Summary

Radon is a colorless, tasteless and odorless gas that is the second leading cause of lung cancer, with an nearly 630 new cases every year in Massachusetts alone. An estimated 650,000 homes have radon levels that exceed the EPA action deadline, with 34,000 of those having rates 5x more than the guideline.  A nationwide survey suggests that 1 in 5 schools have dangerous levels of radon, including City View School in Worcester.  This bill would direct the Department of Public Health to promulgate regulations theo ensure all licensed child care programs and public schools undergo routine radon testing.


An Act to address inequality, promote opportunity and end poverty

Summary

This legislation makes changes to the statute governing Community Action Agencies. The 23 CAAs have administered key anti-poverty programs for the last 50 years, including the distribution of state and federal community development services and grants. The bill would change chapter 23B to better reflect the agency’s role, and form a council to review existing programs and policies.  The bill also establishes a more consistent funding through a budget line item and a new trust fund to finance innovative, community-based programs and services.


An Act relative to retired public employees not eligible for Medicare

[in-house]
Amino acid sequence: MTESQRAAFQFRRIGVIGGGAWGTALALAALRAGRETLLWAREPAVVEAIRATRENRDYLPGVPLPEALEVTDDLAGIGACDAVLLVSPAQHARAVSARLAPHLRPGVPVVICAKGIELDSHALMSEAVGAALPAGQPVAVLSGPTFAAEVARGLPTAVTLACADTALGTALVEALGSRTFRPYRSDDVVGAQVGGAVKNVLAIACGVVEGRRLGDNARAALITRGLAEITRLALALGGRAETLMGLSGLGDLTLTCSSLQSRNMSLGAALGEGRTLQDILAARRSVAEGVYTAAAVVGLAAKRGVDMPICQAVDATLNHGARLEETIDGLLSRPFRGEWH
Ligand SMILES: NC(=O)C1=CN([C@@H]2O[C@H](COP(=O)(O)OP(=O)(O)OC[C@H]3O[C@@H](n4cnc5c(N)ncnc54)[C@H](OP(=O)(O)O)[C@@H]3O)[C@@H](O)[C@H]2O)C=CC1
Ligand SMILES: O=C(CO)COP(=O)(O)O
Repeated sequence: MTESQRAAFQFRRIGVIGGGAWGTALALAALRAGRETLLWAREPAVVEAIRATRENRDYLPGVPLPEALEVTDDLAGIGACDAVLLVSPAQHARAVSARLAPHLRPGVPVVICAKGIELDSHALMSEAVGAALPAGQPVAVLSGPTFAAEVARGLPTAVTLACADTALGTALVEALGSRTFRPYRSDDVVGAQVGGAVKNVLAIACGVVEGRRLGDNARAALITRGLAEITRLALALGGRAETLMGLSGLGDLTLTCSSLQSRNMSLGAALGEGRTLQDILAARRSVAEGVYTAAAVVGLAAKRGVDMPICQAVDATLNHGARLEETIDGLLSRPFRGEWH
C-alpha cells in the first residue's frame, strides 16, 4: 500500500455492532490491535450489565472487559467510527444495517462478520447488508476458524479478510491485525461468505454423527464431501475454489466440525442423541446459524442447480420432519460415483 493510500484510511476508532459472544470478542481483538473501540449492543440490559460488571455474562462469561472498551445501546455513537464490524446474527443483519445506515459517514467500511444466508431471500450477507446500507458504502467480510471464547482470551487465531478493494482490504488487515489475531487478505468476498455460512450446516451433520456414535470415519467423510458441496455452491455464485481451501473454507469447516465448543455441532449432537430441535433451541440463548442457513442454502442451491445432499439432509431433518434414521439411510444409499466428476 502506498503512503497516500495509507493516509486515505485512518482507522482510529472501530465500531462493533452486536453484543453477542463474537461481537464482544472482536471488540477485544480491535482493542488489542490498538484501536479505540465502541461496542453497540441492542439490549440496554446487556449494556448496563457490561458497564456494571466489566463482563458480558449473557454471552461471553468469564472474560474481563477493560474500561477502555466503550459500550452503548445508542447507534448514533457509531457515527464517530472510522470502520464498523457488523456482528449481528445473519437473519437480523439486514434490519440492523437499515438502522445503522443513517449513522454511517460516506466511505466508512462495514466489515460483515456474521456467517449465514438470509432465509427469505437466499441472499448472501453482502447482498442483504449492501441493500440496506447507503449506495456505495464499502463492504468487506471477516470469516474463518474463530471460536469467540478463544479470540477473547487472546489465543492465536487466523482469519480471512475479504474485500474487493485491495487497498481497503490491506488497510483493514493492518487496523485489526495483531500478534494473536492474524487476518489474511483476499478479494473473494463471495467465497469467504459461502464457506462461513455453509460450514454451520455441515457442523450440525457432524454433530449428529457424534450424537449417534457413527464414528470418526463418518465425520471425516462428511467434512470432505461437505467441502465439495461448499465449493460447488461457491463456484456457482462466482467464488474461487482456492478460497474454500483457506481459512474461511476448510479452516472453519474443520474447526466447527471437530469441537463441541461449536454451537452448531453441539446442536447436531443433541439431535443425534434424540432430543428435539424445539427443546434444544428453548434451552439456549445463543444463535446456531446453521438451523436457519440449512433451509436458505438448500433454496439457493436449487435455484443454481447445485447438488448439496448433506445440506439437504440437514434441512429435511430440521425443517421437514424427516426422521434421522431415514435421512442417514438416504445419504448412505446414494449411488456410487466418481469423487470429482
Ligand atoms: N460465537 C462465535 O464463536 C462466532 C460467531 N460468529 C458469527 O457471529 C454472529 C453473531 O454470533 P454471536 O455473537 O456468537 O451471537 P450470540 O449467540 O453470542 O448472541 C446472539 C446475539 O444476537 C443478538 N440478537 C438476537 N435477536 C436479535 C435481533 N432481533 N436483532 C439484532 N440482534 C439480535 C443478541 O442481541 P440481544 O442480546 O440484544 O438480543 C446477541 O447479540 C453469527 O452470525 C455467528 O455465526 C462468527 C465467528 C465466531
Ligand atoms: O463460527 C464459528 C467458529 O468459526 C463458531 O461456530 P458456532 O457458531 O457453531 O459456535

Summary

Under this legislation, health insurance premium contributions by government entities for retired public employees over age 65 who are not eligible for Medicare would be required to be at a rate that ensures retirees are not forced to contribute more to their health insurance premiums than their peers who are enrolled in a federal Medicare plan.  


An Act relative to timely care and saving lives

Summary

This legislation would require the regional EMS councils, in collaboration with the DPH, to develop protocols for assessing and delivering certain stroke patients to facilities where where endovascular procedures (i.e. mechanical thrombectomy) are appropriate.  The procedure, which is minimally invasive, saves lives, reduces hospital admission stays and otherwise produces favorable outcomes.  While this is not something used for every type of stroke, the key is making sure that people are being directed to the appropriate facilities in a timely manner.


An Act ensuring consumer choice and equal access to eye care

Summary

This legislation would give licensed optometrists the authority to treat glaucoma and ocular abnormalities of the human eye, including prescribing all necessary eye related medications. The language strictly limits prescriptive powers, including a ban on the prescription of surgical procedures, pharmaceutical agents for systemic diseases, and any opioid medications.  It also requires optometrists to complete an additional accredited educational program and meet guidelines and requirements established by the Board of Registration of Optometry.


An Act relative to hospital profit and fairness

Summary

One issue contributing to the rise of healthcare costs is the exorbitant salaries paid to CEOs that do not in any way reflect quality of care, patient outcomes, or community benefits.  this legislation would require hospitals receiving public money to disclose financial assets, and assess fees on publicly funded hospitals that compensate executives more than 100 times more than other employees. These fees will fund a Medicaid Reimbursement Enhancement Fund, which will increase MEdicaid reimbursements to eligible hospitals.